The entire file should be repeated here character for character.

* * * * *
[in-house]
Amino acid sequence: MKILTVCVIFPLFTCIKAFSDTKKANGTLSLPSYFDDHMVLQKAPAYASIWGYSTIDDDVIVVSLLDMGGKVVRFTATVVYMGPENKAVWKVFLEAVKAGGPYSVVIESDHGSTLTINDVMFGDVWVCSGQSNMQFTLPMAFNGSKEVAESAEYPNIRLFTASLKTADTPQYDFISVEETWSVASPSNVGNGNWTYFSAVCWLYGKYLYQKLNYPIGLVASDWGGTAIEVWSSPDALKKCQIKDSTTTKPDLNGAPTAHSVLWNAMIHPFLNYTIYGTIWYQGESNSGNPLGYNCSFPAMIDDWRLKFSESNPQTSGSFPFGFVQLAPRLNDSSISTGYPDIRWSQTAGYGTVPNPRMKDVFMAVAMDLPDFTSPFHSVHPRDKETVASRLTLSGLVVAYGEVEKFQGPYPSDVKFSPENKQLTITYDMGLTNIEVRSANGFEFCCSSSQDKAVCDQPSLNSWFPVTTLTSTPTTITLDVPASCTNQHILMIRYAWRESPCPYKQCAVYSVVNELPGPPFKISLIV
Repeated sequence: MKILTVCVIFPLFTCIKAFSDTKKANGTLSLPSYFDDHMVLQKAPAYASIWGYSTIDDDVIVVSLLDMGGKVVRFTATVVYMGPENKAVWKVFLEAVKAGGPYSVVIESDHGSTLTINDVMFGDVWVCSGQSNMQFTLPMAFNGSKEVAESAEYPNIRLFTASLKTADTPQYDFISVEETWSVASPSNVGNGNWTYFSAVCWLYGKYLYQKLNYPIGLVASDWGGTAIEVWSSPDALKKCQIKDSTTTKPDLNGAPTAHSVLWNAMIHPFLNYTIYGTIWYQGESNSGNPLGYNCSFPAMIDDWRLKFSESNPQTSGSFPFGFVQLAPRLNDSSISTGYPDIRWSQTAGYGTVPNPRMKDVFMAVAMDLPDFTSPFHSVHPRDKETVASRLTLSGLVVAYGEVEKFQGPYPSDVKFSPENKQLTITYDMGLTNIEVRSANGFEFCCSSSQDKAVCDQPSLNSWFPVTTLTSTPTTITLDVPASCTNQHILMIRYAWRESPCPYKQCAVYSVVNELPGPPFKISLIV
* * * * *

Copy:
[in-house]
Amino acid sequence: MKILTVCVIFPLFTCIKAFSDTKKANGTLSLPSYFDDHMVLQKAPAYASIWGYSTIDDDVIVVSLLDMGGKVVRFTATVVYMGPENKAVWKVFLEAVKAGGPYSVVIESDHGSTLTINDVMFGDVWVCSGQSNMQFTLPMAFNGSKEVAESAEYPNIRLFTASLKTADTPQYDFISVEETWSVASPSNVGNGNWTYFSAVCWLYGKYLYQKLNYPIGLVASDWGGTAIEVWSSPDALKKCQIKDSTTTKPDLNGAPTAHSVLWNAMIHPFLNYTIYGTIWYQGESNSGNPLGYNCSFPAMIDDWRLKFSESNPQTSGSFPFGFVQLAPRLNDSSISTGYPDIRWSQTAGYGTVPNPRMKDVFMAVAMDLPDFTSPFHSVHPRDKETVASRLTLSGLVVAYGEVEKFQGPYPSDVKFSPENKQLTITYDMGLTNIEVRSANGFEFCCSSSQDKAVCDQPSLNSWFPVTTLTSTPTTITLDVPASCTNQHILMIRYAWRESPCPYKQCAVYSVVNELPGPPFKISLIV
Repeated sequence: MKILTVCVIFPLFTCIKAFSDTKKANGTLSLPSYFDDHMVLQKAPAYASIWGYSTIDDDVIVVSLLDMGGKVVRFTATVVYMGPENKAVWKVFLEAVKAGGPYSVVIESDHGSTLTINDVMFGDVWVCSGQSNMQFTLPMAFNGSKEVAESAEYPNIRLFTASLKTADTPQYDFISVEETWSVASPSNVGNGNWTYFSAVCWLYGKYLYQKLNYPIGLVASDWGGTAIEVWSSPDALKKCQIKDSTTTKPDLNGAPTAHSVLWNAMIHPFLNYTIYGTIWYQGESNSGNPLGYNCSFPAMIDDWRLKFSESNPQTSGSFPFGFVQLAPRLNDSSISTGYPDIRWSQTAGYGTVPNPRMKDVFMAVAMDLPDFTSPFHSVHPRDKETVASRLTLSGLVVAYGEVEKFQGPYPSDVKFSPENKQLTITYDMGLTNIEVRSANGFEFCCSSSQDKAVCDQPSLNSWFPVTTLTSTPTTITLDVPASCTNQHILMIRYAWRESPCPYKQCAVYSVVNELPGPPFKISLIV